Tobias: I am not sure if you can still call Tianjin Quanjian a surprise, as everyone expects them to do well regardless. But if we should watch out for a team similar to last season’s Yanbian, I would pick Guizhou. I think they could end up with a solid mid-table finish and also cause a few surprising upsets against bigger teams throughout the year.
Tom: I can see Tianjin Teda having a good season. They are usually a bit of a non-entity but have strengthened well pre-season, have a manager who is familiar with CSL, and have the potential to be the surprise package of the season.
Bcheng: Despite the money they’ve spent, I think if Hebei can end up as runners up, it will be a real surprise considering where they ended up in the table last season. I think if Liaoning manages to stay up, that would be considered a real surprise for many. Finally, a surprise in the wrong way will be Shenhua’s mediocrity (wishful thinking?) despite the money they’ve spent.
Adem: I think Changchun ended last season well and a full season of Lee Jang-soo at the helm should prove interesting. Definitely a side that could cause problems for teams that expect an easy win. I think another surprise will be how Tianjian Quanjian adjust to the CSL. Cannavaro will inevitably be sacked before the summer transfer window.
Jamie: Fitness pending, it could be Quanjian as I don’t think too many people really expect them to make top four in their first year. However, the players like Fabio Cannavaro and in the likes of Axel Witsel, Alexander Pato and Wang Yongpo they’ve made some great signings.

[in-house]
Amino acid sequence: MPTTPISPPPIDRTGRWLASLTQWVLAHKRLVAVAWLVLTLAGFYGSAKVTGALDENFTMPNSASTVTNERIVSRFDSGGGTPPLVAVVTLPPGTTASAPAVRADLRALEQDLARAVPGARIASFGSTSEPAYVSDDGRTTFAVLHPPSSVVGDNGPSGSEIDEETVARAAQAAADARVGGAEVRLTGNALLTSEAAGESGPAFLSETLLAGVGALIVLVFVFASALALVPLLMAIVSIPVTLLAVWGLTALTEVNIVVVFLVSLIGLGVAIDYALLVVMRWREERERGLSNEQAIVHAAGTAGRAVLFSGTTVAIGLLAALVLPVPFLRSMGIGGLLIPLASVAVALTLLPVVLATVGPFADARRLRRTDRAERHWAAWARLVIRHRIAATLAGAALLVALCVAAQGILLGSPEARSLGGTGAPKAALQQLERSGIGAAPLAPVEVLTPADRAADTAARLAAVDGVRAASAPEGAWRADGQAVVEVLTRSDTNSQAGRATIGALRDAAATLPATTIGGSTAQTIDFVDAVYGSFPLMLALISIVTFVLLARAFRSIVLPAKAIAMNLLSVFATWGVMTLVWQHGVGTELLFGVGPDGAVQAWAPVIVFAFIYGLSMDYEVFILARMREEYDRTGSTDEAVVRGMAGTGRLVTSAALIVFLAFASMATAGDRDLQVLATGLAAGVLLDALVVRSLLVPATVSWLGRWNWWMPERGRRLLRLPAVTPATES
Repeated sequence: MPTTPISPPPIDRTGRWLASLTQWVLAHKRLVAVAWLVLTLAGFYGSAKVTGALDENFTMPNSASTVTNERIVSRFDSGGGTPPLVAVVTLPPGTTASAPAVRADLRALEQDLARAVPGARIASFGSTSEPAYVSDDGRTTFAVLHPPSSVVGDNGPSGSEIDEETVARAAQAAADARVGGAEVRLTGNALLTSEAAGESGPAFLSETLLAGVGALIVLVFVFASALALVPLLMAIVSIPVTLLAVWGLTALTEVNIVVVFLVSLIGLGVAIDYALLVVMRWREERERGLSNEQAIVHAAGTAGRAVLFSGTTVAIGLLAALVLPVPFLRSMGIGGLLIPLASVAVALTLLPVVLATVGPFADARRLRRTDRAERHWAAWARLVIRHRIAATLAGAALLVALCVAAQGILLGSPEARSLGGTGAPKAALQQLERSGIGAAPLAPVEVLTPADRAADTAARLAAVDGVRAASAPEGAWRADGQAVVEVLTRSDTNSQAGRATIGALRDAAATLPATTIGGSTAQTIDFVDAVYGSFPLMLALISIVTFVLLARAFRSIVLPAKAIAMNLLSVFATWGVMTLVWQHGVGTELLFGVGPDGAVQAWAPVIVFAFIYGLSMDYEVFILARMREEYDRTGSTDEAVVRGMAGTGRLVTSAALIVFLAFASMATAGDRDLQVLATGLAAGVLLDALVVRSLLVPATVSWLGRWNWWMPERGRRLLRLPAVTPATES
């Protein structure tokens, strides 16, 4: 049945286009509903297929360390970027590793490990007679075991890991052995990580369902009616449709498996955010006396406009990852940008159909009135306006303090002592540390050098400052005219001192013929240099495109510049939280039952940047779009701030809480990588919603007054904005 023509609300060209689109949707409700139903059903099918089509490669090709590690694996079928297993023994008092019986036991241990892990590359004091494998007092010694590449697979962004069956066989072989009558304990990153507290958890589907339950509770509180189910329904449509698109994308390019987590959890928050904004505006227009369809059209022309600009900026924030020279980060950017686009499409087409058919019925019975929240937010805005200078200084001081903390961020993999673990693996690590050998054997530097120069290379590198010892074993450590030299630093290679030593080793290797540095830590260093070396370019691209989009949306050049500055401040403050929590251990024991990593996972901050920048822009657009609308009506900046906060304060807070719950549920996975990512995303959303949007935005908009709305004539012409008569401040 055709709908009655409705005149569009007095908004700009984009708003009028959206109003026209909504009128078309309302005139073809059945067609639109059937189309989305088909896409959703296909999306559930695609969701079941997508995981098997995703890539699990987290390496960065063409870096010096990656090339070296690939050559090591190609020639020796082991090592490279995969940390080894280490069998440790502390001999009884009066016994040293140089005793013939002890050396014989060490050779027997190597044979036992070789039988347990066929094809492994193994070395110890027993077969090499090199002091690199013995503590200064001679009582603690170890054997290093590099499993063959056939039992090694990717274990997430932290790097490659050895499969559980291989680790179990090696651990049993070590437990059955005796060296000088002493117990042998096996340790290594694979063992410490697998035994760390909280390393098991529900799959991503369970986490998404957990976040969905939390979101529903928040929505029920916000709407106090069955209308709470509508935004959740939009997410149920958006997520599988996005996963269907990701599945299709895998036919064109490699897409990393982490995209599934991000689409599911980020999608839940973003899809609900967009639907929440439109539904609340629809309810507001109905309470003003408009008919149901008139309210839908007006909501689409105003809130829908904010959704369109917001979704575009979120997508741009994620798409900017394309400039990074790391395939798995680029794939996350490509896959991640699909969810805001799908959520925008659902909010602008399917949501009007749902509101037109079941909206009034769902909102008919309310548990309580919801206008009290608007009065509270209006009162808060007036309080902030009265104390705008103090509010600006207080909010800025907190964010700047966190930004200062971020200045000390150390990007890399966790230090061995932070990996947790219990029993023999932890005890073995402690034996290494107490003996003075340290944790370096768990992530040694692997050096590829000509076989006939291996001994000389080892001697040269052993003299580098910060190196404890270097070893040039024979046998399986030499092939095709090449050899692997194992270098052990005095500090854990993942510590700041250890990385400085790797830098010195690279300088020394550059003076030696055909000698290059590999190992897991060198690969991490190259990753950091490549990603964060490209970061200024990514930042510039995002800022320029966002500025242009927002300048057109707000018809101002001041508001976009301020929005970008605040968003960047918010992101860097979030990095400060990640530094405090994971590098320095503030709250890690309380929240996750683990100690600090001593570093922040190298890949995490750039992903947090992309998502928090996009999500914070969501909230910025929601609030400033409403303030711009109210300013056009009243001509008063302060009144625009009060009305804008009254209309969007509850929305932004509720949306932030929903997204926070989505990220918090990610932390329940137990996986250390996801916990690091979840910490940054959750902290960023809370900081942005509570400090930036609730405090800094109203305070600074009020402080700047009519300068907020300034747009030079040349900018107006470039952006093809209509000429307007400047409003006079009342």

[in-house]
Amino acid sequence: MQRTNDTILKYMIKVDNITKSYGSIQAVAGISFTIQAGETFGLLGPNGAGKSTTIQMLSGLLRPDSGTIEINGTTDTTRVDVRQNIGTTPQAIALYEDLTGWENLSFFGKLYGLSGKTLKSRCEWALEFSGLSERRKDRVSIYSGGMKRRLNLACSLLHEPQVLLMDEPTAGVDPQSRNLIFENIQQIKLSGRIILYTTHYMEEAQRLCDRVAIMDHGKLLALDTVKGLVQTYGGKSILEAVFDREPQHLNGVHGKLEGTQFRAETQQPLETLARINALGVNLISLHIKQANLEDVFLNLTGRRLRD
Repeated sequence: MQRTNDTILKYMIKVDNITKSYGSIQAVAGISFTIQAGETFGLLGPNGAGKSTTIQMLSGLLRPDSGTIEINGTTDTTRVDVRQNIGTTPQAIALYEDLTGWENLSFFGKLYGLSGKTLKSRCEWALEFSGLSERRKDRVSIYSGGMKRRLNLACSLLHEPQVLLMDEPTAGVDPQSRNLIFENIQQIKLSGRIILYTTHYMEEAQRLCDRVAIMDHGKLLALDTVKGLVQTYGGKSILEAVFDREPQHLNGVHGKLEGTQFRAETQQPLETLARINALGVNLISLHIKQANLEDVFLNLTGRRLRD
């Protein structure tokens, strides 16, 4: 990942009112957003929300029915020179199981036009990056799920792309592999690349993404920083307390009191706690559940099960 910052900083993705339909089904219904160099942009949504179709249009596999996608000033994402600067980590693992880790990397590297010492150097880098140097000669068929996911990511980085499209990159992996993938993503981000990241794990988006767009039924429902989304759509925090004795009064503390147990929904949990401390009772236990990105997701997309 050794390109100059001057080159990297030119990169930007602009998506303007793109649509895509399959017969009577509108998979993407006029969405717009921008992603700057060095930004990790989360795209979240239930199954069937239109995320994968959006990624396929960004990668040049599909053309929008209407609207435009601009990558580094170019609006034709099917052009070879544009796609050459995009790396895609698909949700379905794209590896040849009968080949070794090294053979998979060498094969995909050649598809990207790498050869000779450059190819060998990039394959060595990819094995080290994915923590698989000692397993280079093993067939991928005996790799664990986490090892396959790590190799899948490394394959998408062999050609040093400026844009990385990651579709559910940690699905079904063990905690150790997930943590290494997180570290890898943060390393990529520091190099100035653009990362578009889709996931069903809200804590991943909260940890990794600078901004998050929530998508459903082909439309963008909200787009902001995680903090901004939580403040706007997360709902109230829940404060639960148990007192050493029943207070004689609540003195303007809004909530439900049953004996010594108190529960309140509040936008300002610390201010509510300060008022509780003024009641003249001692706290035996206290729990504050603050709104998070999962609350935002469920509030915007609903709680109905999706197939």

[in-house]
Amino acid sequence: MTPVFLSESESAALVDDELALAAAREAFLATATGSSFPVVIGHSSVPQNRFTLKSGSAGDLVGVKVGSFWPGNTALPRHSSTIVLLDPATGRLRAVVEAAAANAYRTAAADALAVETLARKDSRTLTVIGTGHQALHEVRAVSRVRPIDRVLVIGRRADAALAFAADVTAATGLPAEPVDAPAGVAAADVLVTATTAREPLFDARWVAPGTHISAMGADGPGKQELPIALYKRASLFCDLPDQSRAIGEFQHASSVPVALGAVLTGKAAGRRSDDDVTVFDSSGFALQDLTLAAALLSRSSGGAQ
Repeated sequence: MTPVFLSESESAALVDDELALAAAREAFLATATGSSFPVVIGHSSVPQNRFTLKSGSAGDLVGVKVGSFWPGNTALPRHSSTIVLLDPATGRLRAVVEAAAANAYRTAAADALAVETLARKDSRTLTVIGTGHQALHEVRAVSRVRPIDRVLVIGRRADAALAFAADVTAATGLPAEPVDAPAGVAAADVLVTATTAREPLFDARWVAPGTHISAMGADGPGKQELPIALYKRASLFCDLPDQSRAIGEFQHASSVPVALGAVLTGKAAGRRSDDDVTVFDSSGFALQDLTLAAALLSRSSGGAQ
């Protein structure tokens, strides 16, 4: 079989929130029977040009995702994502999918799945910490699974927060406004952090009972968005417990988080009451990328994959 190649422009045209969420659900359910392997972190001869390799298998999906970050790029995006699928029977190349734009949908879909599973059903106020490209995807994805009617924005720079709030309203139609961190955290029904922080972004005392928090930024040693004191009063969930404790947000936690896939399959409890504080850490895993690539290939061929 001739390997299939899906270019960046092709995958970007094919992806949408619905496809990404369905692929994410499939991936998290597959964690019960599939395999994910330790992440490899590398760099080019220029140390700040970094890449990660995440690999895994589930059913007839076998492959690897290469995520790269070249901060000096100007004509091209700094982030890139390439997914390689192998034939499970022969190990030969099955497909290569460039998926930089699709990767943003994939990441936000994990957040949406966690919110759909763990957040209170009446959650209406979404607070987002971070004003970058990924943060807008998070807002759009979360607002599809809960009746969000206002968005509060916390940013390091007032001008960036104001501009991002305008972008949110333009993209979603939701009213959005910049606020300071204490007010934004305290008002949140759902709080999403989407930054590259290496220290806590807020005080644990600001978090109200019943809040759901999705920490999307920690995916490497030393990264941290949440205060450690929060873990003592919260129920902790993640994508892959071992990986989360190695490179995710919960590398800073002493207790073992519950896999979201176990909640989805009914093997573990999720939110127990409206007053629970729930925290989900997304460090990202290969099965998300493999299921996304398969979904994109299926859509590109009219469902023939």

Which team will benefit the most from the new rules?
Cameron: Evergrande – they have better Chinese players than everyone else and a lot of strength and depth as they showed last year by leading the league with their top foreign players injured.
Tobias: The ones with well-functioning academies, so particularly Guangzhou Evergrande and Shandong Luneng. Guangzhou have definitely the upper hand, as they basically waited out the winter, almost as if they had known that something is in the bushes…
Tom: I don’t think anyone will benefit greatly from the new rules but there are a few clubs who will be less affected: Luneng and Hebei seem to have come out of it ok.
Bcheng: Guangzhou Evergrande & Beijing Guoan. I think the new rules all but guarantee nobody will take Evergrande’s title from them and will also allow Guoan to finish higher than anyone would have expected.
Adem: I think any side that treats the new foreigner limit like League One teams do will have no problem. This means using your three foreigners a match to play three attackers. Evergrande, SIPG and Jiangsu should have no problems with the new rules. They also can afford to buy as many U-23 players as they like.
Jamie: It will be Evergrande because the team with the strongest domestic squad will obviously benefit from having fewer foreign players on the field. They also have a large pool of highly rated U23 players to pick from, although it shouldn’t be assumed that any of them will be able to seamlessly slot into the team.
Which team will suffer the most from the new rules?
Cameron: Very hard to say. The u-23 rule is a brand new one and we don’t really know how youth talent is going to perform because, by and large, we don’t see much of it in the CSL. Hence they had to bring in this rule in the first place.
Tobias: The one team whose foreign aids are getting injured early in the season… I think Force Majeure might have indeed a greater impact than in previous years, but that aside, I think it will hit some of the smaller teams harder, like Changchun, who haven’t had the means to pile up young domestic talents as well.